Can't answer the original question (although my opinion from reviews i have read and personal experience with on-board sound and PCI cards is DON'T WASTE YOUR MONEY), but yes, sound cards can affect FPS in some games.
The reason is that if the CPU is having to spend time calculating sound as well as the frames, then it clearly can't spend all it's time calculating frames. Or by the same principle, if you ask the CPU to do heavy AI work, again, there will be some reduction in frame processing. If you can off-load those calculations strictly to the soundcard, bingo, higher FPS. But only a few (the graphics card clearly has a strong involvement here - don't ask me exactly what the relationship is).
That makes sense, but I don't think changing audio cards will affect FPS at all. Sure, the FPS may be lower on a computer without any sound card, but I doubt the FPS differs much on computers that have a sound card, no matter the brand or type.
It can make a larger difference if you have heavy 3D sound in useage with lots of objects.
For instance, for a onboard solution to emulate EAX2, let alone EAX3 would put quite a bit of additional pressure on a CPU, depending of course on the load already on the CPU from other components.
Lots of times though, you won't see significant FPS loss because those cheaper solutions (onboard), its simply not feasable through the CPU and cannot emulate or don't have a license to attempt to recreate certain 3D processes such as EAX 3 (Advanced HD). If they did your CPU would most likely choke and die, so you don't see to much advanced 3D sound usuage onboard.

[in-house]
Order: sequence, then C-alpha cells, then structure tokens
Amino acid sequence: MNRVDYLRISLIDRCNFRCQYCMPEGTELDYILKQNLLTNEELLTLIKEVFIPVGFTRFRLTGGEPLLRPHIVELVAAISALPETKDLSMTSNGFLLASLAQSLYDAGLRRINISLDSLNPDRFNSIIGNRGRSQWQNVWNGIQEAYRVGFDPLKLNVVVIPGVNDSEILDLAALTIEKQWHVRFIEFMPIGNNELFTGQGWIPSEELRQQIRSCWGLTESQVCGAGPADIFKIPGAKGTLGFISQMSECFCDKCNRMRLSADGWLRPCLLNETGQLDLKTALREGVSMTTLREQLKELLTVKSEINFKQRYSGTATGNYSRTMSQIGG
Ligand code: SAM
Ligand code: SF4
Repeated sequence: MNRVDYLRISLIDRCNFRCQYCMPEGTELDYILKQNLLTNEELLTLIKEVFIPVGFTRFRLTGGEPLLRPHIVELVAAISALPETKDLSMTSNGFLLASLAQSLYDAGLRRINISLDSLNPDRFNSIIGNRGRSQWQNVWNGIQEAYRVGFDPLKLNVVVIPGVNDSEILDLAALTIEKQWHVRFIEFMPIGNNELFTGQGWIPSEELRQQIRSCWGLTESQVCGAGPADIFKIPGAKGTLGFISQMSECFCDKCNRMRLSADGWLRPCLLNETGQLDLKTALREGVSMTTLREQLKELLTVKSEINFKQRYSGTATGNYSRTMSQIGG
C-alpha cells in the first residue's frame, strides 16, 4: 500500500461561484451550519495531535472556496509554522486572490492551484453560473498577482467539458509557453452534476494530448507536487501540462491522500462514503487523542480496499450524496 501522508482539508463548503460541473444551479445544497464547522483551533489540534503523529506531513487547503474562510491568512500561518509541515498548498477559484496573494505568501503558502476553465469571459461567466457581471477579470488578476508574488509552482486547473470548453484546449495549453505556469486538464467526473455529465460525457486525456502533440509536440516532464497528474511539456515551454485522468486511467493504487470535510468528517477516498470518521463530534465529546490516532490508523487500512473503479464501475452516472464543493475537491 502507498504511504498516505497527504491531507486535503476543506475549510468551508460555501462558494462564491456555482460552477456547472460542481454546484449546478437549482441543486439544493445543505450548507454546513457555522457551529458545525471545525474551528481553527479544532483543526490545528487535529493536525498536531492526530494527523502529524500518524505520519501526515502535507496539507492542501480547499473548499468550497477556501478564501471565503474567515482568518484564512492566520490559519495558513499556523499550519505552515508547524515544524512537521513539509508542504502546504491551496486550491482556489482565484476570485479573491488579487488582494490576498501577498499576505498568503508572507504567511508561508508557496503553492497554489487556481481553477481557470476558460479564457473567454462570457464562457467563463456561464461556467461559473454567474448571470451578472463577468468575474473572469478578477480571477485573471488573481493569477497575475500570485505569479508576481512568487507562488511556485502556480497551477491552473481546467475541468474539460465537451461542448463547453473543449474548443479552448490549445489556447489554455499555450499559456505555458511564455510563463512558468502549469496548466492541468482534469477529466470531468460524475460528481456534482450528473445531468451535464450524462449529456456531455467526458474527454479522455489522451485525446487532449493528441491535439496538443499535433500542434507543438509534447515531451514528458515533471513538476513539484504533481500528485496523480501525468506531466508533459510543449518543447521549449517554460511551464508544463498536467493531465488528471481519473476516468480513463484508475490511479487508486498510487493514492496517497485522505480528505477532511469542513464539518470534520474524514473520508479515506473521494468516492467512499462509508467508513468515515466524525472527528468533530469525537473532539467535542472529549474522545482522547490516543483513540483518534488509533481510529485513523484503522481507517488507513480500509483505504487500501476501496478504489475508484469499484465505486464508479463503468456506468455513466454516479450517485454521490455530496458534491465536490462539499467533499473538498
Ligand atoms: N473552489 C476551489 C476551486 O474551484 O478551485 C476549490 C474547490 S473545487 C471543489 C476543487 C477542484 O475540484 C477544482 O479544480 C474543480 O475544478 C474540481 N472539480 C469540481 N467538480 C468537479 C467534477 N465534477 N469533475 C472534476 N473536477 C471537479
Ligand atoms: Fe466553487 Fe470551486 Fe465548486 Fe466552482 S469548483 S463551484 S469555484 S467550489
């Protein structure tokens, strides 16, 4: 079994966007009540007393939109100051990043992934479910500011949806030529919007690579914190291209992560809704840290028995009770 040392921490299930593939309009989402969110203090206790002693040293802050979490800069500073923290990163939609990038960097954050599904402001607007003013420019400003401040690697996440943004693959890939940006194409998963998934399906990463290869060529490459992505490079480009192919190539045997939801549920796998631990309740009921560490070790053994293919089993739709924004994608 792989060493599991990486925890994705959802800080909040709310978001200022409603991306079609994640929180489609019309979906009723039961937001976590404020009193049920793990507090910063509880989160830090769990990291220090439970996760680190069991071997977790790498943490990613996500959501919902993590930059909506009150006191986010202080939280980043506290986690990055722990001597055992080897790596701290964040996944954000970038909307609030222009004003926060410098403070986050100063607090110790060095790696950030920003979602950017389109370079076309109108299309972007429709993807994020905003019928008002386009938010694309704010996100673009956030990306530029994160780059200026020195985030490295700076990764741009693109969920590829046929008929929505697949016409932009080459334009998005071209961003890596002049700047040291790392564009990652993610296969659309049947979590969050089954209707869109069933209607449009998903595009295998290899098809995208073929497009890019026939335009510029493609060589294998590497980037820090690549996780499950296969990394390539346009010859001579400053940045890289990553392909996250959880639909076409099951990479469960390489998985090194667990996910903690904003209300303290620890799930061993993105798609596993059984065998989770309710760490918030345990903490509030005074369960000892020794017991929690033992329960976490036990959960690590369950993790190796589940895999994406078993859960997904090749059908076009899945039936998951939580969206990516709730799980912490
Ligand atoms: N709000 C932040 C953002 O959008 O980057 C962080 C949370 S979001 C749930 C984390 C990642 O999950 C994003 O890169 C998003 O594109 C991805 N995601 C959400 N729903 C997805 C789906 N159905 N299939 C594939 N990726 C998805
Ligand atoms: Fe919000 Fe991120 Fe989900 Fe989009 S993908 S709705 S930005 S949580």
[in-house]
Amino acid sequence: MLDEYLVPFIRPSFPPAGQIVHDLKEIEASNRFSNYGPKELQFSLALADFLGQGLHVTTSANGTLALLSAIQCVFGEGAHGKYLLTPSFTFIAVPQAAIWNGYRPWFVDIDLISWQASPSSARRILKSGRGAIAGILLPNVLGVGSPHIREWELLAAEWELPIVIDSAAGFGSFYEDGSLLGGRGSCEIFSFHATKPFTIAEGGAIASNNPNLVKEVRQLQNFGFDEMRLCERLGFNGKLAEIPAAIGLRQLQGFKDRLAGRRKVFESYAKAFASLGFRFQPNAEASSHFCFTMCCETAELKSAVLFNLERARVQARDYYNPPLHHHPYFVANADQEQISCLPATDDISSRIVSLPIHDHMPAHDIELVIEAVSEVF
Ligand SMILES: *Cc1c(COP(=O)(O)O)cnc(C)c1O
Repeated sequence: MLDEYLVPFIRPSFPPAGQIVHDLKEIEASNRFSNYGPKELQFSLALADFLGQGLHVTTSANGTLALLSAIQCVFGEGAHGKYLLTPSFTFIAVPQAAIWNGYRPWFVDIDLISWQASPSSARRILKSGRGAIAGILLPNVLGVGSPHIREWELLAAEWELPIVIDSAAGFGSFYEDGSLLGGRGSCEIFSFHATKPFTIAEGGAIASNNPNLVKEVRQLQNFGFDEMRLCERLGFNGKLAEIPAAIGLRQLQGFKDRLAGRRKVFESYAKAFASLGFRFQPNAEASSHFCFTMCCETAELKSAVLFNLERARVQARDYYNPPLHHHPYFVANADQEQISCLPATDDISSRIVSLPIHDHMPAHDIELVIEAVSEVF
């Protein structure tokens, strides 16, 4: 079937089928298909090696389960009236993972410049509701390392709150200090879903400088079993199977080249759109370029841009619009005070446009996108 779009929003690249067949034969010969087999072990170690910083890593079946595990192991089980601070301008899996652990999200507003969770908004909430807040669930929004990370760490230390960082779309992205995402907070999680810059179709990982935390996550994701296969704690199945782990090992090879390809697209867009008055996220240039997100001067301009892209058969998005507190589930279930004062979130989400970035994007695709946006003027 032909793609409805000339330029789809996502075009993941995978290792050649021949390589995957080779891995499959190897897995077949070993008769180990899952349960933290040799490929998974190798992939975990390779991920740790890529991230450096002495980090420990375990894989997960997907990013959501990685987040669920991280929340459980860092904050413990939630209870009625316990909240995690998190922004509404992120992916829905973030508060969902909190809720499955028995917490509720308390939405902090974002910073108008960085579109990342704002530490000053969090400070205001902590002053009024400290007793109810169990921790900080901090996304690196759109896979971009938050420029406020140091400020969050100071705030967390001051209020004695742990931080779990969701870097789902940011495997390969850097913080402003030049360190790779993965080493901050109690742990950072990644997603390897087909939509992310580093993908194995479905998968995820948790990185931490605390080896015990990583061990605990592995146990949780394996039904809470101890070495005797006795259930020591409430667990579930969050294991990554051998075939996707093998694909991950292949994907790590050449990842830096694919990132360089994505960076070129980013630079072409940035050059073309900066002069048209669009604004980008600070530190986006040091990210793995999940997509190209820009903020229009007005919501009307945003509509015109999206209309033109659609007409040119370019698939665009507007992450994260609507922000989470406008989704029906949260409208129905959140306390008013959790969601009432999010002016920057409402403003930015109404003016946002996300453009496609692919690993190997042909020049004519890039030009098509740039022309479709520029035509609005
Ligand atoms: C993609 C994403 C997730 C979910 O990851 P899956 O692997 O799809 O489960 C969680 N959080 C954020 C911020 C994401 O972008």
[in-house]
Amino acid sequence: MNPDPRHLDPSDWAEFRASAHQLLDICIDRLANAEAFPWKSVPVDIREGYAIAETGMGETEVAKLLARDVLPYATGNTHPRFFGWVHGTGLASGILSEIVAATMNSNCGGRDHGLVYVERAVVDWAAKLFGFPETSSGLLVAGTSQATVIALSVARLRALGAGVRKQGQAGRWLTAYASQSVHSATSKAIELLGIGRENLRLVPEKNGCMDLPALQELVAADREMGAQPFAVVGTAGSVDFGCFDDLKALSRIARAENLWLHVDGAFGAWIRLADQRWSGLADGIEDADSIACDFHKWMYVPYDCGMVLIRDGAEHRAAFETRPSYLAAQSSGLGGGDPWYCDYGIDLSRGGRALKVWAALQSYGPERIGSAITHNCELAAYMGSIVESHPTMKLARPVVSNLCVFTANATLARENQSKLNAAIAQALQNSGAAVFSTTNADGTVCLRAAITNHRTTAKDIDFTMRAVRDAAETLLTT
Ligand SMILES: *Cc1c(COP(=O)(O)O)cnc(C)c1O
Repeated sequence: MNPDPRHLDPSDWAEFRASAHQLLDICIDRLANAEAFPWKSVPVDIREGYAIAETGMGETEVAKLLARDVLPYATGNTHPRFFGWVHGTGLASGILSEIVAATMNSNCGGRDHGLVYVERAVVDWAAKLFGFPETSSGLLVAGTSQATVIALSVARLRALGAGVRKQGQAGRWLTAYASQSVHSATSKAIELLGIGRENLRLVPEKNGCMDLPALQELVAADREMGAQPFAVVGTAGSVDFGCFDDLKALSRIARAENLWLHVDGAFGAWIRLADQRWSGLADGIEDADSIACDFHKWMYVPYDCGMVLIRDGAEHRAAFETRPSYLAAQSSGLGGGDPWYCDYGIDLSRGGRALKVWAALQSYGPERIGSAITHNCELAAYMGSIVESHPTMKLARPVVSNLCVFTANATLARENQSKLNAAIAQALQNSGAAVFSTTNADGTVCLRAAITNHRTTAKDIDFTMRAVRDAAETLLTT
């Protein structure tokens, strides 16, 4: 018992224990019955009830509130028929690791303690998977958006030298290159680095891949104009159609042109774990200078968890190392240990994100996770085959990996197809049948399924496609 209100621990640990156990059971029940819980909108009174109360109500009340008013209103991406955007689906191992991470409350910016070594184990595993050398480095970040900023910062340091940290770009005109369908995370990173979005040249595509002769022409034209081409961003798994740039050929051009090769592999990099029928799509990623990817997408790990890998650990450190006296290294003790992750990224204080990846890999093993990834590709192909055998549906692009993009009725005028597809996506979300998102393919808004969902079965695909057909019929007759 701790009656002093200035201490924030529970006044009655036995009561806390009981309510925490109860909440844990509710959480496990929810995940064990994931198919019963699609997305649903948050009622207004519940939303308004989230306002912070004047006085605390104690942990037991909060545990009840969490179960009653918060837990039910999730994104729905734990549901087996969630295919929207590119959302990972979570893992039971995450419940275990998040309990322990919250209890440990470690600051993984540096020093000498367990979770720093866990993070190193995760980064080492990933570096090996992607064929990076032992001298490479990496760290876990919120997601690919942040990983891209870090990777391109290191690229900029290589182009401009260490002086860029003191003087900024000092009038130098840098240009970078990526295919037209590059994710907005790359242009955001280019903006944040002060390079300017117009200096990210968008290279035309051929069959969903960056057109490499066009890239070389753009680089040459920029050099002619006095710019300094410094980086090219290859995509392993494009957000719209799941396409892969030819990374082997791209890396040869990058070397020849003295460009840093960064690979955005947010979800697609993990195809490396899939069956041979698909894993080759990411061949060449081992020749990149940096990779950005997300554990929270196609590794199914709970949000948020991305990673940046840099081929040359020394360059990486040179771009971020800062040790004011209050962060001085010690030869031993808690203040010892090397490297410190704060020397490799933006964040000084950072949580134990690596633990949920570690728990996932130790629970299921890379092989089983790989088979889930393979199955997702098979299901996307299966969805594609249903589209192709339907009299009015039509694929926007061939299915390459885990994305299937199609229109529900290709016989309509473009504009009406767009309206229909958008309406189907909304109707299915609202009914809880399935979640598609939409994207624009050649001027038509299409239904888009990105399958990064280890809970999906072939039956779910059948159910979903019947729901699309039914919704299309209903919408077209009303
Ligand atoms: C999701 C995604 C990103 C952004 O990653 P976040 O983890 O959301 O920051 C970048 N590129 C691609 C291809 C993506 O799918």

Getting to the point, you still get sound in every game with cheaper solutions and not loss massive FPS because you are losing sound quality, effects and richness to the environment.
Well it's hard to argue with the article (thanks for posting the link by the way).
And even the theory behind seems pretty watertight to me.
A CPU (speed irrelevant) can only run at 100% of it's maximum.
We can say that this is allocated to making a game run. Let's say (very simplified) that 50% is dedicated to computing the AI and physics etc, and 50% to feeding the graphics card (which in turn will produce what gets seen).
If you then ask it to also compute sound, with for example an on-board sound chip, let's say 20%, you then have to reduce the amount available for the rest (so you now have 40% for AI etc, 40% for graphics).
If you can off-load some of this to a sound-card with it's own processing, the CPU will still have to do SOME work (let's call it 10% now), but leaving 45% each for AI and graphics.
So you can clearly see how turning off sound altogether gives the best possible frame rates (although would detract from the overall experience in my opinion), and having a soundcard is the next best step.
I found one major distinction between the Audigy 1 and the Audigy 2 that applies if you use a stereo setup with your computer rather than typical computer speakers. The Audigy 1 requires the front and the rear speakers to plug into separate jacks, but the Audigy 2 is able to run both signals through a single jack.
I use a receiver and four speakers with my computer, and I have been deeply disapointed with the Audigy 1 because of this.
One thing you are failing to remember about the new NForce2 motherboards is the inclusion or exclusion of the Nvidia APU (Audio Processing Unit). That APU is just like a soundcards processor. It does calculations so the CPU doesn't have to. The big problem with the Nvidia chip is the lack of soundstorm cert on all mobo's with the APU. The ones with just the APU and no soundstorm cert lack a couple of key features like Dolby Digital 5.1 encoding and no SP/DIF. They all do EAX2.0 and 64 3d voices. So the question is it worth it to go from Audigy 1 -> Audigy 2. IMHO Yes, but you should look at other options as well because there are some just as good that will be less expensive.